Sam Altman is the cofounder of AI research lab OpenAI, which developed the software that took on the humans at Dota 2 . Machines have scored another victory over humans in the ongoing man vs machine saga after a team of AIs working together successfully beat five semi-professional humans at the multiplayer online battle arena (MOBA) video game of Dota 2. 'Silicon beat meat' (as one spectator put it) 2-1. The team of AIs are known as OpenAI Five and they were developed by OpenAI, an artificial intelligence research lab founded by Elon Musk and Y Combinator president Sam Altman. OpenAI's agents previously beat some of the top human players in 1v1 matches but this is the first time a group of agents have come together to beat a team of humans in the top 99.95 percentile at Dota 2. The team modes are harder as they require more coordination and long-term planning. Greg Brockman, OpenAI cofounder and CTO, described the day of play as an "emotional ride" on Twitter.
According to marketing guru, Seth Godin, "Artificial intelligence does a job we weren't necessarily crazy about doing anyway, it does it quietly, and well, and then we take it for granted." Today, we see AI walking boldly across the corridors of any company, any industry, and any business-type. And although artificial, the technology has added a personal touch to the way we shop and trade. AI in e-commerce cannot be discussed without referring to chatbots. These chat boxes on the home page of e-commerce websites and mobile applications are AI-based computers that are programmed to communicate with customers in a personalized manner.
How do you describe a business? There's an interesting little secret that people in IT likely know, but that doesn't always get to the C-Suite. Programming, at its core, is all about creating models. Sometimes those models are of classes of things, sometimes they better describe processes, but it is rare for a piece of software in your organization to not have some relevance to perhaps a few dozen critical types of things. In large enterprises, it's not at all uncommon for that organization to go through a form of fire drill known as "creating the enterprise data model" (in TLA-speak, "EDM").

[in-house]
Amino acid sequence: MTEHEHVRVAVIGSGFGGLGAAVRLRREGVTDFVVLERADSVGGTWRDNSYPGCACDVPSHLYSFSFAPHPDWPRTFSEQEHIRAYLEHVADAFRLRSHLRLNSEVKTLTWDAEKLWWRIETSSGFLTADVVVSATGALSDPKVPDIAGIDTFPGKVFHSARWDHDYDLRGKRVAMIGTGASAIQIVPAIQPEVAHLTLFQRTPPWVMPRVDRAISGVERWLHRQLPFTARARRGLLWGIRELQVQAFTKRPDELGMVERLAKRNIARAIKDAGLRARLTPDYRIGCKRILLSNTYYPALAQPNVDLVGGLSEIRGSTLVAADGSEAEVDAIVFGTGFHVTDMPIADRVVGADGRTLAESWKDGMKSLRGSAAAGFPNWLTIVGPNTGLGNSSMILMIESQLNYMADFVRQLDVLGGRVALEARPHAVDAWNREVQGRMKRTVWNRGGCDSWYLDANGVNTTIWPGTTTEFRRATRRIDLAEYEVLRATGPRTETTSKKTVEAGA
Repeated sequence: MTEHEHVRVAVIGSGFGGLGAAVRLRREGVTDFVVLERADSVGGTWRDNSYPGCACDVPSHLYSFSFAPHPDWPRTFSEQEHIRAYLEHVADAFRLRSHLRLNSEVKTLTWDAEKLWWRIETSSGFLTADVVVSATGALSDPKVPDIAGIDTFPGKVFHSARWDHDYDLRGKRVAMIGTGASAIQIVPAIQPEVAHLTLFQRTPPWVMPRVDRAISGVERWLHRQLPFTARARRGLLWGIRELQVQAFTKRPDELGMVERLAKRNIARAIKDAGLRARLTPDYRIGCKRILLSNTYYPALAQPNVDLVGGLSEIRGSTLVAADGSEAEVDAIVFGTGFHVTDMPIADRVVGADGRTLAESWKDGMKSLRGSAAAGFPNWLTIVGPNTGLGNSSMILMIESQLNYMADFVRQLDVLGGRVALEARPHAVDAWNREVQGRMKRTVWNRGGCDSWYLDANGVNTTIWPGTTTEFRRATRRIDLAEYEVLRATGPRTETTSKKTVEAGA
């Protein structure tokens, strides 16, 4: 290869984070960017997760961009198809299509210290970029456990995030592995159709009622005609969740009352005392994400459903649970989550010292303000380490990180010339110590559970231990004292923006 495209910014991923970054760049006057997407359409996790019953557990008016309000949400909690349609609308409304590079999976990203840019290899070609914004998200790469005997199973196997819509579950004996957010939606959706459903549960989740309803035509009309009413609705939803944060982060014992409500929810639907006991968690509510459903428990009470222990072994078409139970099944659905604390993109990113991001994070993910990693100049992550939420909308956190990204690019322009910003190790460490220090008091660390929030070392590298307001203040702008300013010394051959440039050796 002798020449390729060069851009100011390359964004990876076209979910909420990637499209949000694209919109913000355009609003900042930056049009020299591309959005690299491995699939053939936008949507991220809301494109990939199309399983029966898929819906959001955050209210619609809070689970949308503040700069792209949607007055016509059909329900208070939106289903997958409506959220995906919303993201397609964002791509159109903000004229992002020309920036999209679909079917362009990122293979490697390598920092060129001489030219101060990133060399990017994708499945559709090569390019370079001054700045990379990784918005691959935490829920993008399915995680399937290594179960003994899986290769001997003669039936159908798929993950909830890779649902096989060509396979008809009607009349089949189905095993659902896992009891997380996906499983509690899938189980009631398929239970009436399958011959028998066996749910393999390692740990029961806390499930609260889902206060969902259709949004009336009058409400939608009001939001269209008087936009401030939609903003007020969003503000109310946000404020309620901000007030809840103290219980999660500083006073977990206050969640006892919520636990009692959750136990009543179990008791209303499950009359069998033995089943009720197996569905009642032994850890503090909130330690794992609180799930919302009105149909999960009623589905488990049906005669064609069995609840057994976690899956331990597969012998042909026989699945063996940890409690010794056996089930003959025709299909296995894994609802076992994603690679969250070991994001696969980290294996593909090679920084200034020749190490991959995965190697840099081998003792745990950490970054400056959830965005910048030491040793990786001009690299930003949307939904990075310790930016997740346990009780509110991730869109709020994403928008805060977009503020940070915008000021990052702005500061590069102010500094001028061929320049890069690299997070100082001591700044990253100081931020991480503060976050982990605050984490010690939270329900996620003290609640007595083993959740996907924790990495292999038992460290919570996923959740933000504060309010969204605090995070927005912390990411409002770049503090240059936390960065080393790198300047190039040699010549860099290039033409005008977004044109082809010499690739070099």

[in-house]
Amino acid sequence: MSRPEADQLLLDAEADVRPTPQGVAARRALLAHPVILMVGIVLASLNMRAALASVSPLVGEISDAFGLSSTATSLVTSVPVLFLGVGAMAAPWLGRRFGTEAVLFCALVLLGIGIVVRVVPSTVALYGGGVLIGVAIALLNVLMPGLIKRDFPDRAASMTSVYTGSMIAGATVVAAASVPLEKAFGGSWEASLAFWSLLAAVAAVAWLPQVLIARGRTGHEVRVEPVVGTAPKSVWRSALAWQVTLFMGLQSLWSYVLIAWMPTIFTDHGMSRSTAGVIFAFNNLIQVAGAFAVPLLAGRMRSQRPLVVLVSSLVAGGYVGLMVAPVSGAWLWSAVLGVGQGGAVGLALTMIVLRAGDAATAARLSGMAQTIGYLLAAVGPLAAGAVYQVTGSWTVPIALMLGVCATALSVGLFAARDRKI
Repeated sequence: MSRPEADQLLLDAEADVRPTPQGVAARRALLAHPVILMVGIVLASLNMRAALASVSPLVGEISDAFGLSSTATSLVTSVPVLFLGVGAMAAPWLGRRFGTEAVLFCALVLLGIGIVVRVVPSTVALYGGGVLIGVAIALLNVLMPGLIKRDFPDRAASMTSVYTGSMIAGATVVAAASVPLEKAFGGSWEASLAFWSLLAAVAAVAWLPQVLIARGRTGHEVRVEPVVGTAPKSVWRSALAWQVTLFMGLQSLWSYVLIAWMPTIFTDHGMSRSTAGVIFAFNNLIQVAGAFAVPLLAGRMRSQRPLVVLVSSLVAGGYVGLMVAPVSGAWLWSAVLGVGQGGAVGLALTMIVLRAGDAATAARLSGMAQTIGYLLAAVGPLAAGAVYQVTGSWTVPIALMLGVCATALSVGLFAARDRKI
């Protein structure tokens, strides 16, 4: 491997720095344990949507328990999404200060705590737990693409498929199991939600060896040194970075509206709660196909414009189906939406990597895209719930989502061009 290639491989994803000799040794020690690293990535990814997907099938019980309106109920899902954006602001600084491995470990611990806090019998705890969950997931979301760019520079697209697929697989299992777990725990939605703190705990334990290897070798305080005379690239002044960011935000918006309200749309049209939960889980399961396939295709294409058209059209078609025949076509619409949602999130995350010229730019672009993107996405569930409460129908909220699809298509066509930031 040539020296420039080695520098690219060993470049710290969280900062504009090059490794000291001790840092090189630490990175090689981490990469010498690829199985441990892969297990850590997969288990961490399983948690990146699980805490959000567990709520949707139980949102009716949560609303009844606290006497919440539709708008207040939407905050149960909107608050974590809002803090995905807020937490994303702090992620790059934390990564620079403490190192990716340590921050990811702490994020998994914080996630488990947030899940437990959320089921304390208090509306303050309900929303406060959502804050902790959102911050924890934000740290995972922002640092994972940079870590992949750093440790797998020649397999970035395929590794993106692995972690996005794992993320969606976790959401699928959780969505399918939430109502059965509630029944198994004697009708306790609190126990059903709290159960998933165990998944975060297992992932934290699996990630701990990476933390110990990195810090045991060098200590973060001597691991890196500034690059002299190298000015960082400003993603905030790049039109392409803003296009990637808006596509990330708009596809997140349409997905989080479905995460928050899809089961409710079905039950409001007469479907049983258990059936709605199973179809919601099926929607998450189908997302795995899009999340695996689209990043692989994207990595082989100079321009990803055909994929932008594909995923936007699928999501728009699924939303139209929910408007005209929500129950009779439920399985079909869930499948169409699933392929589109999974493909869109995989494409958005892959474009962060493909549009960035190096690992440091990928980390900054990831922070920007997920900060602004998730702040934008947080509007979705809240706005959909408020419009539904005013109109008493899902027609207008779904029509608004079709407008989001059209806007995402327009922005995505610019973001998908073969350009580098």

A decade ago, a group of Internet companies, civil society organizations, academics, and investors launched the Global Network Initiative (GNI), a collaborative effort to promote free expression and protect user privacy on the Internet. Google helped lead this effort and a parallel project devoted to developing a human rights framework for the Internet. In 2010, Google further demonstrated its leadership by making a principled decision to withdraw its search-engine services from China. In a very public way, the company acknowledged the inherent contradiction between Chinese Internet censorship and Google's commitments to its users and the GNI to promote free expression. It was thus disturbing to read recent reports suggesting that Google now is seriously considering re-entering the Chinese market and succumbing to Chinese censorship in exchange for commercial opportunity.